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How to Self-Publish a Book

Updated on March 2, 2019
The cover of my book
The cover of my book

It's not as hard as you think!

Writing has always been something I have loved to do. It's gives me the chance to do what I want, put the things in my mind on paper, be creative and pretty, and change all the endings to the movies I hate.

And while it's rewarding in itself to write, it's also nice to see my writing really polished and in a form that everyone can appreciate. It feels good to say that my book has been published. And it's not difficult to get it published either.

When I knew I would publish my book I realized that I just wanted to end up with a nice pocket-sized paperback. I didn't want to deal with agents or major publishers or costs upwards of $299 (for the cheapest package, in which I would end up with 10 books if I participated at that certain moment in time). Lulu, the technology printer I found, was perfect for me.

Below are the steps that I took to get my book, Merciful, published for free (because I'm really cheap and I don't have the time or faith to send transcripts all over the world for my little 128-page book). The approach I took was easy, fast, and not expensive... because it was free. If you want to take this approach, read on.

PDF of my book cover
PDF of my book cover

Publishing a book... the easy way

There are lots of bells and whistles that you can add when publishing your book. I just wanted to do it the fast, easy, cheap way, so that's the method I'm going to explain.

Broken down, this is how I published my book:

1) Write it.

I started this before I even considered having it published. I'd been writing it for nearly five years, since I was 14 years old. By the time I was 19 I had decided I wanted it in book form, so I could take it in my hands and turn the pages like other stories I'd read. It was written, rewritten, and rewritten again. It was ready to be published.

2) Find or create a cover for your book.

I had envisioned several different covers for my book as I was nearing the end of the writing process. I had drawn up a few different ones but finally decided I just wanted something simple. Whether you draw a cover, create one from pictures or photos, or have someone else help you, make sure you at least have an idea of what you want, because Lulu will have lots of templates to choose from if you don't make one up yourself completely.

Also, don't forget about the little blurbs on the back cover or the jacket sleeves, if you want them.

3) Go to Lulu and read up on stuff.

I spend a lot of time on Lulu poring over information about copyrights and ISBNs, costs, and so on. By the time I had finished I realized that I just wanted to write my book and not worry about ISBNs (which you basically need if you want to have your book sold in stores or online... they cost so much per year, depending on how many books you plan to sell). You can also get a copyright at though Lulu says, "US law states that every work is automatically copyrighted, whether you register it or not. You're claiming your work is your copyright when you agree to publish it on Lulu. According to US law, when you say it's yours, it is." But if you want a real copyright, go to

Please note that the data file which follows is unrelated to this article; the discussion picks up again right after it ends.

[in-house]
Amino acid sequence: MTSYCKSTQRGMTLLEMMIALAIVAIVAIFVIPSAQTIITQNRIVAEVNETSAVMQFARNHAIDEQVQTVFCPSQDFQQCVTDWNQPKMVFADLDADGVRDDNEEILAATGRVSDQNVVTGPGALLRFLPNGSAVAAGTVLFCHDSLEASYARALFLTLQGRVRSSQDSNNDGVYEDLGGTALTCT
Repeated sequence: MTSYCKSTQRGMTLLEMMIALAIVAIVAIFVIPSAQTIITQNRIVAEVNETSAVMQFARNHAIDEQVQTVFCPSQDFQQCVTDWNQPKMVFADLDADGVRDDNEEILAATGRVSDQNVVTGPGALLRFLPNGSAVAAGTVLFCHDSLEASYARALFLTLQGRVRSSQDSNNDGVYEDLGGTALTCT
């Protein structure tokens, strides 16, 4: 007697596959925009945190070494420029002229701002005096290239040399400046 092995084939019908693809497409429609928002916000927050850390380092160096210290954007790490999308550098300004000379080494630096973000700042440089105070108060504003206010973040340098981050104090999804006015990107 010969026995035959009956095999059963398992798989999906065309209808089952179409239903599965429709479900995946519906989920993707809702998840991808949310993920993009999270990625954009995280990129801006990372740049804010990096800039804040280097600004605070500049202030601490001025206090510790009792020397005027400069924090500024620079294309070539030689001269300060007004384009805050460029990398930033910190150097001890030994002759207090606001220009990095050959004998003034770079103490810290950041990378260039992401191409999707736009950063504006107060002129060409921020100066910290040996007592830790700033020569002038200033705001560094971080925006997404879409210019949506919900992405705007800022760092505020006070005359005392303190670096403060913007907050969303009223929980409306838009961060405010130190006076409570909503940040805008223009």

4) Start publishing with the basic information.

Create an account with Lulu and get started. They have lots of big buttons on their site, like the "Start a New Project" button. Then I went to "Paperback book." It will then ask for the title, author name, description, access level (teen, adult, etc.) and so on.

5) Upload and convert.

Upload the PDF of the pages of your book. Look at the sizes that Lulu can make your book into. I wanted my 4.25" x 6.875" so when I was writing my book on Word I made the pages smaller. Look at their format specifications and that will help you along. Since you'll have to convert your text to PDF use CutePDF -

You're going to have to embed the fonts when you're converting to PDF. To do this, follow the instructions here:

6). Binding & colors.

Lulu will ask what kind of binding you want. I chose perfect-bound because it was the cheapest. Each kind shows how much each book will be individually.

7) Cover art.

The next step asks to upload the cover. I chose to upload a PDF of the front, back, and side, but you can also take their templates and sample pictures and use them for the covers. If you do that you can decide what to have written on the covers. The whole thing can be coloured for free. The way I did it, Lulu will tell you how to format your cover according to the size. I made my cover from scratch, so I had to follow their measurements and specifications exactly to make sure that it would fit and the side would end up on the side and so on. For instance,